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Wound licking is a practice that is engaged in by most mammals, including primates, which involves the repeated licking of an injury or wound. This can can have both positive and negative consequences. Many pet owners are familiar with wound licking since it can become a serious problem for an injured pet. Usually it must be controlled to minimize damage due to excessive licking by cats, dogs and other animals.
On the positive side, saliva has been found to contain certain components that actively fight infection. Nitrites that break down into nitric oxide are a big part of the antibacterial effect, and there are other bacteria fighters in saliva as well. Although humans do not typically engage in wound licking, some people feel that these properties help to demonstrate the value of the process. In the future the antibacterial benefits of saliva may prove to be beneficial in preventing the development of infection, especially in difficult cases.
On the other hand, there are also many reasons that wound licking is not beneficial to humans or animals. Dogs, cats and other animals may engage in licking their wounds not only as a way to clean them, but also to soothe an injured area. Despite the fact that saliva contains antibacterial elements, it is also home to many different kinds of bacteria. Many experts feel that the harmful effects of the bacteria tend to outweigh any possible benefits, making wound licking an undesirable practice.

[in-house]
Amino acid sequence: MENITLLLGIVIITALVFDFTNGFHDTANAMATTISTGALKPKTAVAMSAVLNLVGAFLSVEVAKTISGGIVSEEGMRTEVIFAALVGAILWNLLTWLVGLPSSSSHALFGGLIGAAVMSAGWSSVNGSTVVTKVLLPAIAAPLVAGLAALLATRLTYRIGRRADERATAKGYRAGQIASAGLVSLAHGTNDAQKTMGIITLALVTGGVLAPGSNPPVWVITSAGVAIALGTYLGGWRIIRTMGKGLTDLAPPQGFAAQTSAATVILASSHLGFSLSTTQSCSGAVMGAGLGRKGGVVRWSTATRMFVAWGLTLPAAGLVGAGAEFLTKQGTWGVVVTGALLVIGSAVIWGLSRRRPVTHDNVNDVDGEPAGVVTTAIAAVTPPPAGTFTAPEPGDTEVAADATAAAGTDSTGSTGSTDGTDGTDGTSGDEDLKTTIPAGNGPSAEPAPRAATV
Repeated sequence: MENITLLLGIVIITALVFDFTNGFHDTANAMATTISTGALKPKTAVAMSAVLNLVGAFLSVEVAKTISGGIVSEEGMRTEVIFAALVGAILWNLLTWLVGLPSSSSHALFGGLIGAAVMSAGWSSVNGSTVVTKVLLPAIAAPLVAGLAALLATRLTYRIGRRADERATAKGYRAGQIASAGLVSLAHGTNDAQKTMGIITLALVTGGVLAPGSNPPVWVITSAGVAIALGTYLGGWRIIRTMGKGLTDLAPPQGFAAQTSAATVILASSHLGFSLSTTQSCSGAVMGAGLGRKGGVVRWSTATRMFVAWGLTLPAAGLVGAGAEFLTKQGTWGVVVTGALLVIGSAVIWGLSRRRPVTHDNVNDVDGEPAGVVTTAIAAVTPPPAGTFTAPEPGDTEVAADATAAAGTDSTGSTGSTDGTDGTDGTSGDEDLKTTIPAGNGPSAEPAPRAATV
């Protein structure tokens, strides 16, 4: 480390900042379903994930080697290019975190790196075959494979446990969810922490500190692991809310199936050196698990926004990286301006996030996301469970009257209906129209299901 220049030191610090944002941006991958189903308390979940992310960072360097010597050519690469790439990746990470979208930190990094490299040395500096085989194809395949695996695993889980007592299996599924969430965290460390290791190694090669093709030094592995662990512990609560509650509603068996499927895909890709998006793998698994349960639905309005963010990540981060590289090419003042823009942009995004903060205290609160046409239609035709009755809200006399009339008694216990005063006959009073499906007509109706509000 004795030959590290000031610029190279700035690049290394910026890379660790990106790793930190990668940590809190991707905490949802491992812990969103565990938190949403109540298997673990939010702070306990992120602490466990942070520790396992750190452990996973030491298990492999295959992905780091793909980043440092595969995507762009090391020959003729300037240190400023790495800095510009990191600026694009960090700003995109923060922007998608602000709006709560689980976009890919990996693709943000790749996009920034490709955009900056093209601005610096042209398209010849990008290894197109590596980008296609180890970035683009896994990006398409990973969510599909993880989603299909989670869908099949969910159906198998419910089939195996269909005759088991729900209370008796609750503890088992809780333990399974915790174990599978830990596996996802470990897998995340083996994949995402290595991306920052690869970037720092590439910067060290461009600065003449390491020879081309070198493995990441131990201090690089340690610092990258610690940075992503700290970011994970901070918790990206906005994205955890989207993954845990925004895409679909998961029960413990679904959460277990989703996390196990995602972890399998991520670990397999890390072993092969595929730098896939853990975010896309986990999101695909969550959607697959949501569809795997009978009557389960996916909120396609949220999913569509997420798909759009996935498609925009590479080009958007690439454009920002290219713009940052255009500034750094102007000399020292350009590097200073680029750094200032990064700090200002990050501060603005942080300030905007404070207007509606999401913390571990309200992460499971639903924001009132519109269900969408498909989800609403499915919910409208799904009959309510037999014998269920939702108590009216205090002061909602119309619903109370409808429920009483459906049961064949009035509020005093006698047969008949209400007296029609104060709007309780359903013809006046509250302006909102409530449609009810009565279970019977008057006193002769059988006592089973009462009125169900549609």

When a pet is injured it will normally engage in wound licking immediately. For an animal in the wild, this is usually the only way it has to deal with an injury. Domesticated animals, however, benefit from their association with humans and are treated for injuries that might be fatal if not for human intervention. Since an animal may lick a wound excessively due to anxiety or in an effort to relieve its pain, not only are the bacteria in saliva of concern, but damage caused by too much wound licking becomes a concern as well.
There are several different ways to prevent an animal from engaging in wound licking. The method chosen depends on the preference of the owner, the location of the injury and how the animal responds to treatment. The least restrictive way to prevent licking and chewing is to coat an injury with a bitter-flavored cream or spray. If this doesn’t stop the problem, it may be possible to cover the wound with bandages to prevent access. As a last resort, if nothing else keeps an animal from bothering an injury it can wear a muzzle or a special collar, called an Elizabethan collar, that creates a barrier and prevents the animal from reaching the injured area.
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